Physics

Evidence of "modified gravity" in 150 galaxies strengthens dark matter alternative

Evidence of "modified gravity"...
Astronomers have discovered a strange quirk of gravity in 153 galaxies, which appears to support an alternative hypothesis to dark matter
Astronomers have discovered a strange quirk of gravity in 153 galaxies, which appears to support an alternative hypothesis to dark matter
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Astronomers have discovered a strange quirk of gravity in 153 galaxies, which appears to support an alternative hypothesis to dark matter
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Astronomers have discovered a strange quirk of gravity in 153 galaxies, which appears to support an alternative hypothesis to dark matter

Dark matter is currently the most widely accepted hypothesis for explaining some of the weirdness we see in the cosmos – but it’s not the only possibility. Now, a team of astronomers has discovered evidence in over 150 galaxies for a long-standing alternative model of “modified gravity.”

The idea of dark matter was conjured up in the 1930s in response to astronomical observations that flew in the face of Newton’s laws of gravity. Basically, the more mass an object has, the stronger its gravitational pull – but Swiss astrophysicist Fritz Zwicky noticed that galaxy clusters were rotating much faster than their gravity should allow, based on the mass of their visible matter. Zwicky came to the conclusion that these galaxy clusters contained much more mass than we could see, and he dubbed it dark matter.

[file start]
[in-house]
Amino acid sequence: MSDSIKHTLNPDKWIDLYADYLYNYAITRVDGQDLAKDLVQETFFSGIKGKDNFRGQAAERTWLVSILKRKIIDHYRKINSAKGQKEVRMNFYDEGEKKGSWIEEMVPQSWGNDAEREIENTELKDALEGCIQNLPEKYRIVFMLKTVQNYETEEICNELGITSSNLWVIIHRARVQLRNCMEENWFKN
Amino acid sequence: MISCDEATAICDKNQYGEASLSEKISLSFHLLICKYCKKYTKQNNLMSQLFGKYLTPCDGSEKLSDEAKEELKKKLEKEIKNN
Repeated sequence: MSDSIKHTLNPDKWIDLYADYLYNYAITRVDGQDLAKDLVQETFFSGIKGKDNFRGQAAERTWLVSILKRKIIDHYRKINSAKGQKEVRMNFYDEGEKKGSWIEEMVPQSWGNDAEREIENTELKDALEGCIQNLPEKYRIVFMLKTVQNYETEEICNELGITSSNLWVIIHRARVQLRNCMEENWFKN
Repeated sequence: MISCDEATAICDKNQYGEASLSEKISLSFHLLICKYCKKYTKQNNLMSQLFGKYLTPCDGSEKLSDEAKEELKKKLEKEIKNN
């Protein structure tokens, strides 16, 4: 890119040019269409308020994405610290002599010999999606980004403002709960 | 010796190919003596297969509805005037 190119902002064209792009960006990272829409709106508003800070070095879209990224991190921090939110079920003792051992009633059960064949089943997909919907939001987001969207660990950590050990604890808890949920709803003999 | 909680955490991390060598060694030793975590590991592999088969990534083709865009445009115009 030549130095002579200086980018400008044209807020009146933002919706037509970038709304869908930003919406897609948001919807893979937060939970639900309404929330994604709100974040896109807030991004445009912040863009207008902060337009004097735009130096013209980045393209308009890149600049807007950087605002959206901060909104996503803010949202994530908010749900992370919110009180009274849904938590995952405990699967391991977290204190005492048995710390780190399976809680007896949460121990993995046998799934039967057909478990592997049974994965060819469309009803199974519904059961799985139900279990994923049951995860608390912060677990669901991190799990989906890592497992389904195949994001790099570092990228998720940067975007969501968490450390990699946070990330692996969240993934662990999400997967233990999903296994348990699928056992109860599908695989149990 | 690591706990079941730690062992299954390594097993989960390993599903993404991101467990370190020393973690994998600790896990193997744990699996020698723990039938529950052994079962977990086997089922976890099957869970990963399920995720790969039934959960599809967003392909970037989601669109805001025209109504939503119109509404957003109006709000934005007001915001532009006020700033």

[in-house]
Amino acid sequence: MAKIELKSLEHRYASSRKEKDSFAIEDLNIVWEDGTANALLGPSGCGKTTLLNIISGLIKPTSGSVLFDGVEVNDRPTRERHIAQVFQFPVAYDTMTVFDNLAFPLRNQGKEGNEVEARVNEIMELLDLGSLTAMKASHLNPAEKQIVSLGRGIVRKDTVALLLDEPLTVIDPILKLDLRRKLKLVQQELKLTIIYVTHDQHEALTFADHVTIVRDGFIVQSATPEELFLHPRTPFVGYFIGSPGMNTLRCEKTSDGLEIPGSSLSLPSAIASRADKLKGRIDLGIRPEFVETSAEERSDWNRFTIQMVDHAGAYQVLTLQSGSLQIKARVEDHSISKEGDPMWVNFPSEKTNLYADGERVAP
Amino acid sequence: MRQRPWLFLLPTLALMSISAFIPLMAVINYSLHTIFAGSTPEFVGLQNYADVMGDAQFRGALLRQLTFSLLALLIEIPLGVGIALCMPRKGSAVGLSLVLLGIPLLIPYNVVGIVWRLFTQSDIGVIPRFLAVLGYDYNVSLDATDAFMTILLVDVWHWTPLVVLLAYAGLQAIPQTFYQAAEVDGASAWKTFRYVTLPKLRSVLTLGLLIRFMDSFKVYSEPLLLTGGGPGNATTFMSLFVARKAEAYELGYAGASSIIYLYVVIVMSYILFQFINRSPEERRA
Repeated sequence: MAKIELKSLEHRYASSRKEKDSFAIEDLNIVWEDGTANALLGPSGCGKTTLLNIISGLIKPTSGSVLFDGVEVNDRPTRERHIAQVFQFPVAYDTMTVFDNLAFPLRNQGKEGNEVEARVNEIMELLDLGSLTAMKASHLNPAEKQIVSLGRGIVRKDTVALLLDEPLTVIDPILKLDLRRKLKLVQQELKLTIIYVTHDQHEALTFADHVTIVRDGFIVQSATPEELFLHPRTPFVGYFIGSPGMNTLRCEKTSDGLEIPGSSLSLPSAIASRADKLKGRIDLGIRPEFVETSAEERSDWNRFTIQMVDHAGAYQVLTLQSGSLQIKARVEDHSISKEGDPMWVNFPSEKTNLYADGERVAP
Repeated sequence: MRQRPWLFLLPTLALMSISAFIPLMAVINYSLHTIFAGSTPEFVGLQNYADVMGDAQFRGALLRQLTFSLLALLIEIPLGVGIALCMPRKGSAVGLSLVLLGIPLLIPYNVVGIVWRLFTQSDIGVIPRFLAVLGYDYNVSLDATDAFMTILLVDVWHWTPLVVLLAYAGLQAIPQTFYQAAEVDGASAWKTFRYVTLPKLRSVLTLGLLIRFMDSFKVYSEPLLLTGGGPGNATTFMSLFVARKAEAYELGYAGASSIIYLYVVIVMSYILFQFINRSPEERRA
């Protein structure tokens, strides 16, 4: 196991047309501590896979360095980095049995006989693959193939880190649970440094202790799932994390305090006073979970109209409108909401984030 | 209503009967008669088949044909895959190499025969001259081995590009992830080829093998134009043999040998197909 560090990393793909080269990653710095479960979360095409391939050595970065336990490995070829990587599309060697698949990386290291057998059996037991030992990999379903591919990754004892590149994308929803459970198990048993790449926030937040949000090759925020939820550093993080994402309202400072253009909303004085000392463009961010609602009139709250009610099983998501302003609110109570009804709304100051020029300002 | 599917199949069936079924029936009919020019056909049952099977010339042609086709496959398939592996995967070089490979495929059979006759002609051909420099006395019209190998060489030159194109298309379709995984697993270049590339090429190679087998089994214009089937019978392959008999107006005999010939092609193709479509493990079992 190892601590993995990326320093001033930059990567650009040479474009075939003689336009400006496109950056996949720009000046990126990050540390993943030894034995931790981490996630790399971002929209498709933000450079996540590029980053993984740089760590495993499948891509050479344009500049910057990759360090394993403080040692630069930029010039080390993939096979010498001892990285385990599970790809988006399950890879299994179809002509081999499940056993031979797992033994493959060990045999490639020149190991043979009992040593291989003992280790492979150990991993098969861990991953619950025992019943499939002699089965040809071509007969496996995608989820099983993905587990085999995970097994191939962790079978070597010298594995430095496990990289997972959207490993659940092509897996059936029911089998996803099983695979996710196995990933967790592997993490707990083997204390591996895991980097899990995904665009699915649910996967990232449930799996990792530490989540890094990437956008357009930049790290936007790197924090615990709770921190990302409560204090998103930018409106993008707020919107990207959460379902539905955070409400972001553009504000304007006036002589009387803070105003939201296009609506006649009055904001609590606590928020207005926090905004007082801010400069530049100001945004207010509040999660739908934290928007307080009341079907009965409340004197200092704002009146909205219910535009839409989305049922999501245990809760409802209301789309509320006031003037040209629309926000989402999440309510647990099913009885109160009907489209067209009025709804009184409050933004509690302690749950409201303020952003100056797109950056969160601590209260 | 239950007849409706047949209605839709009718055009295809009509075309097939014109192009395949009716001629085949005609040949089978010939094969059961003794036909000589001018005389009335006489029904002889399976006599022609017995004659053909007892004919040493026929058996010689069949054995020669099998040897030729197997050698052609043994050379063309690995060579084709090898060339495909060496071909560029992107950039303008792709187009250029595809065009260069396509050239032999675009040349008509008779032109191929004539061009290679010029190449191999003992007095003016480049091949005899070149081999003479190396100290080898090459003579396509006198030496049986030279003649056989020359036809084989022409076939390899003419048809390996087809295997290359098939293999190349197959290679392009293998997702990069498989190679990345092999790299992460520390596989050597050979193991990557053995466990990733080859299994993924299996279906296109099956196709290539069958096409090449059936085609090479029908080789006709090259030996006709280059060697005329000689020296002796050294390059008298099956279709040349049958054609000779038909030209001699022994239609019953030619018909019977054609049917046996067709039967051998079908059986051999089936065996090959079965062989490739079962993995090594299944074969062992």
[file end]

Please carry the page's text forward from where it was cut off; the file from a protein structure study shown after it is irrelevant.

The hypothesis has stood up to scrutiny in the decades since, with observations continuing to support the idea of dark matter. But one major piece of the puzzle is still missing – finding the stuff itself. Plenty of experiments have tried to detect particles of the elusive dark matter, or even create them, but so far none have been successful.

Perhaps that’s because it’s not really there after all, and instead it might be that our models of gravity and physics need some tweaking. This class of hypotheses is known as modified gravity, and now astronomers claim to have found evidence supporting one particular model, known as Modified Newtonian dynamics (MOND).

First proposed in 1982 by physicist Mordehai Milgrom, MOND suggests that at low accelerations, gravity’s effects are stronger than Newton’s laws describe. A side effect of this is that the motions of objects would depend not just on their own mass, but all other masses in their neighborhood. This phenomenon is known as the external field effect (EFE).

And now, researchers on the new study say they’ve observed the EFE in action in 153 different galaxies. The team was studying the rotation curve of the galaxies, which plots the orbital speed of stars and gas against their distance from the center of the galaxy.

The researchers discovered that galaxies in strong external fields slowed down much more frequently than galaxies in weaker external fields did. That’s a prediction made only by MOND, and the discovery surprised even the astronomers themselves.